Two men sentenced to death for multiple murders have been executed in Japan—the first time the death penalty has been used in the country this year.
Koichi Shoji, 64, and Yasunori Suzuki, 50, were executed by hanging on Friday, August 2, taking the total number of executions under Prime Minister Shinzo Abe’s government to 38 since he took office in 2012.
“These are extremely cruel cases taking the precious lives of the people who have no faults. I have ordered the execution of death penalty after giving doubly prudent consideration,” Justice Minister Takashi Yamashita said.
Capital punishment is usually reserved for those who have committed multiple murders. All executions are carried out by hanging.
Shoji robbed and killed two housewives in Kanagawa prefecture in 2001 together with his girlfriend. Suzuki was charged with robbing and murdering three women in separate assaults within a one month period in 2004.
Japan’s Code of Criminal Procedure states the death penalty should be implemented within six months of the sentence being issued.
Thirteen members of the Aum Shinrikyo cult, which carried out the deadly 1995 sarin gas attack on the Tokyo subway, were executed in July last year.
Japan and the United States are the only two developed democracies to have capital punishment.
US to Resume Federal Capital Punishment
The U.S. federal government is resuming capital punishment after a pause of nearly 20 years.
Attorney General William Barr said in a July 25 announcement that he has directed the Federal Bureau of Prisons to adopt an addendum to federal protocol, which will clear the way for the U.S. government to resume capital punishment.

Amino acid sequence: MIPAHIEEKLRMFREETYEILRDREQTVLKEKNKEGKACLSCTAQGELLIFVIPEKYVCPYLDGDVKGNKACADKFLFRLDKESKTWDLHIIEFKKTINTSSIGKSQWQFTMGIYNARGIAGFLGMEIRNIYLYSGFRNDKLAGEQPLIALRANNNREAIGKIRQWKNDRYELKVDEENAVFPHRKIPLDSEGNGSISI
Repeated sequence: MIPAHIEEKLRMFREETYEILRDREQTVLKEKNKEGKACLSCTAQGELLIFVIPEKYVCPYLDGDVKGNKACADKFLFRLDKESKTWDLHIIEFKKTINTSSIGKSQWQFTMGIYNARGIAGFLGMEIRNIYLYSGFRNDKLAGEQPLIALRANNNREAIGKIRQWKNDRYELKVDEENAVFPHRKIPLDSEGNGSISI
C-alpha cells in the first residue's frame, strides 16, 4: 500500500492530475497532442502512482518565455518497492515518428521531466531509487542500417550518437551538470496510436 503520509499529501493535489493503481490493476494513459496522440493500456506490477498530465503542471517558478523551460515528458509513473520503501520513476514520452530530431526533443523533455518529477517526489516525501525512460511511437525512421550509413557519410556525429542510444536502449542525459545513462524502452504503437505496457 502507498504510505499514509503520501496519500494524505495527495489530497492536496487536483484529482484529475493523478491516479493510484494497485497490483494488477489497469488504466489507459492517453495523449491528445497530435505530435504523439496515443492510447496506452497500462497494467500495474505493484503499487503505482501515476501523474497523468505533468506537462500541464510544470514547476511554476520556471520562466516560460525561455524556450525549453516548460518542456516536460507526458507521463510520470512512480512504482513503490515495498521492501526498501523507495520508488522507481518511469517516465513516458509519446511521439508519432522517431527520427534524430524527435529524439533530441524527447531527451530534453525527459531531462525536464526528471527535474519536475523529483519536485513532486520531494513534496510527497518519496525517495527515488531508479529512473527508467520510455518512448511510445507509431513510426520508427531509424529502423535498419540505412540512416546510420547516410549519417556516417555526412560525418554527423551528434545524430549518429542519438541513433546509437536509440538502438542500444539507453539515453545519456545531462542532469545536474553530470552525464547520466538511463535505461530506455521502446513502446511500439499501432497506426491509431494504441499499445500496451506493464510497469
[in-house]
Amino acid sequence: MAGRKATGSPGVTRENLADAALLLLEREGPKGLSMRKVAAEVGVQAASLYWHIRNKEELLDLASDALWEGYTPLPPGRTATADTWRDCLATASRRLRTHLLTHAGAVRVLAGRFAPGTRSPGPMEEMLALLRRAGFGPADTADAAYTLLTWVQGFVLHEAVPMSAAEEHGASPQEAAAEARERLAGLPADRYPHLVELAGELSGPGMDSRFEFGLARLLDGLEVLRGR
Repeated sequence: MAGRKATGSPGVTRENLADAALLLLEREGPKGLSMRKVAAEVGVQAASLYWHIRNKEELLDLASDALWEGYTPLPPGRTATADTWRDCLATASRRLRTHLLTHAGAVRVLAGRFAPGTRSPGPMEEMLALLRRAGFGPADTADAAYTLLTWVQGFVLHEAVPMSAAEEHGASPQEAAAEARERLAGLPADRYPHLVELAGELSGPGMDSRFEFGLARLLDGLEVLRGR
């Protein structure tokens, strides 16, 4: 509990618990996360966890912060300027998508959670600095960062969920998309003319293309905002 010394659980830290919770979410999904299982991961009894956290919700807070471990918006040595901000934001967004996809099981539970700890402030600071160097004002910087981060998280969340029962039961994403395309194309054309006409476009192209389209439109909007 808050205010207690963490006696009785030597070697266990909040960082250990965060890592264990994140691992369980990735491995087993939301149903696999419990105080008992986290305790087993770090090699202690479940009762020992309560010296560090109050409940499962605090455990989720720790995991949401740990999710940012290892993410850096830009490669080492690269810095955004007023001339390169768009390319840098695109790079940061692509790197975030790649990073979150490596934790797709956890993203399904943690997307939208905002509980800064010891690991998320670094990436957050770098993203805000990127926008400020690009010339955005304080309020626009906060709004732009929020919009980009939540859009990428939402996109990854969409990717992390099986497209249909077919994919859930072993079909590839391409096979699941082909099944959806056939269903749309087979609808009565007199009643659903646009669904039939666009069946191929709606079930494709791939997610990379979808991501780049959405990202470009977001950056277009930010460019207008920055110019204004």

The executions will start with five inmates on death row convicted of murder.
“Congress has expressly authorized the death penalty through legislation adopted by the people’s representatives in both houses of Congress and signed by the President,” Barr said in a statement.
“Under Administrations of both parties, the Department of Justice has sought the death penalty against the worst criminals, including these five murderers, each of whom was convicted by a jury of his peers after a full and fair proceeding. The Justice Department upholds the rule of law—and we owe it to the victims and their families to carry forward the sentence imposed by our justice system.”
The addendum is similar to the guidelines used by several states, including Georgia, Missouri, and Texas.
It replaces the three-drug procedure that had been used in federal executions with a single drug, pentobarbital.
Since 2010, 14 states have used pentobarbital in more than 200 executions, and federal courts, including the Supreme Court, have repeatedly upheld the use of pentobarbital in executions as consistent with the Eighth Amendment, according to the department.
The first execution is scheduled for Dec. 9.
The CNN Wire and NTD News reporter Zachary Stieber contributed to this report.